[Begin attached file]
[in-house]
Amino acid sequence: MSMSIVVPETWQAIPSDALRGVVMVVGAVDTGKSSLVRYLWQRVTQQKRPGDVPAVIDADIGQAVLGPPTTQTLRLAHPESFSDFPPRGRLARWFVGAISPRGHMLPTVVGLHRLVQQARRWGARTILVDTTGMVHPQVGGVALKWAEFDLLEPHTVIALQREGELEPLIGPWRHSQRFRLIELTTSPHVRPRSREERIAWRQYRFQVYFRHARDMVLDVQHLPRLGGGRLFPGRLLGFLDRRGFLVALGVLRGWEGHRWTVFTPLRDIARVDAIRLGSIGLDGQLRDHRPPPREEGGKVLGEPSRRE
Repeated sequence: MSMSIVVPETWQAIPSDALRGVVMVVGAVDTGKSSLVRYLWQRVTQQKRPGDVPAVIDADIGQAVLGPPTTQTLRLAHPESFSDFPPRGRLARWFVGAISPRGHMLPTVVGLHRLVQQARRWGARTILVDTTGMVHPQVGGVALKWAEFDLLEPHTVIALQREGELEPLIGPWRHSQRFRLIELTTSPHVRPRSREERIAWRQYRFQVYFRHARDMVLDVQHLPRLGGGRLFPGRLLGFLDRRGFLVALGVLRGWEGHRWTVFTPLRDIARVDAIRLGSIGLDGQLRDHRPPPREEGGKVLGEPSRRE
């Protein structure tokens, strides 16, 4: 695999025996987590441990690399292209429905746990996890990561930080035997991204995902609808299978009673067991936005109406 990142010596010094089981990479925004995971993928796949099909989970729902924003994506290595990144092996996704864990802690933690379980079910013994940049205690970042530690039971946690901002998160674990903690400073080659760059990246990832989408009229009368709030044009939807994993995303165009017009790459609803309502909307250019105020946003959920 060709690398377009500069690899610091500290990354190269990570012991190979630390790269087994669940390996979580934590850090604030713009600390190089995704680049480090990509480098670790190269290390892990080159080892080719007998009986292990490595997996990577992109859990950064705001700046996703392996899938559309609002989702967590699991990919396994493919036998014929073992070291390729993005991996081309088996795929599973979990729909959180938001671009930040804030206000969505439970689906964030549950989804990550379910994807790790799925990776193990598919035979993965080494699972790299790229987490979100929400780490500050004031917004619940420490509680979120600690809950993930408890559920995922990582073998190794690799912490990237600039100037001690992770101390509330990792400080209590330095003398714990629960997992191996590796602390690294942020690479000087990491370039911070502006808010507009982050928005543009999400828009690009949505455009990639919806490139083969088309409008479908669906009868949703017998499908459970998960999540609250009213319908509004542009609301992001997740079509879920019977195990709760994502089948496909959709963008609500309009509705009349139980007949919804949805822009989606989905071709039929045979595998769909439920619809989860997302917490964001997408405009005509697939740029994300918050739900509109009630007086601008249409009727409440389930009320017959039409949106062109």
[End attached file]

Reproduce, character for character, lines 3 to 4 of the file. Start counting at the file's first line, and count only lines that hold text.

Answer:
Repeated sequence: MSMSIVVPETWQAIPSDALRGVVMVVGAVDTGKSSLVRYLWQRVTQQKRPGDVPAVIDADIGQAVLGPPTTQTLRLAHPESFSDFPPRGRLARWFVGAISPRGHMLPTVVGLHRLVQQARRWGARTILVDTTGMVHPQVGGVALKWAEFDLLEPHTVIALQREGELEPLIGPWRHSQRFRLIELTTSPHVRPRSREERIAWRQYRFQVYFRHARDMVLDVQHLPRLGGGRLFPGRLLGFLDRRGFLVALGVLRGWEGHRWTVFTPLRDIARVDAIRLGSIGLDGQLRDHRPPPREEGGKVLGEPSRRE
């Protein structure tokens, strides 16, 4: 695999025996987590441990690399292209429905746990996890990561930080035997991204995902609808299978009673067991936005109406 990142010596010094089981990479925004995971993928796949099909989970729902924003994506290595990144092996996704864990802690933690379980079910013994940049205690970042530690039971946690901002998160674990903690400073080659760059990246990832989408009229009368709030044009939807994993995303165009017009790459609803309502909307250019105020946003959920 060709690398377009500069690899610091500290990354190269990570012991190979630390790269087994669940390996979580934590850090604030713009600390190089995704680049480090990509480098670790190269290390892990080159080892080719007998009986292990490595997996990577992109859990950064705001700046996703392996899938559309609002989702967590699991990919396994493919036998014929073992070291390729993005991996081309088996795929599973979990729909959180938001671009930040804030206000969505439970689906964030549950989804990550379910994807790790799925990776193990598919035979993965080494699972790299790229987490979100929400780490500050004031917004619940420490509680979120600690809950993930408890559920995922990582073998190794690799912490990237600039100037001690992770101390509330990792400080209590330095003398714990629960997992191996590796602390690294942020690479000087990491370039911070502006808010507009982050928005543009999400828009690009949505455009990639919806490139083969088309409008479908669906009868949703017998499908459970998960999540609250009213319908509004542009609301992001997740079509879920019977195990709760994502089948496909959709963008609500309009509705009349139980007949919804949805822009989606989905071709039929045979595998769909439920619809989860997302917490964001997408405009005509697939740029994300918050739900509109009630007086601008249409009727409440389930009320017959039409949106062109």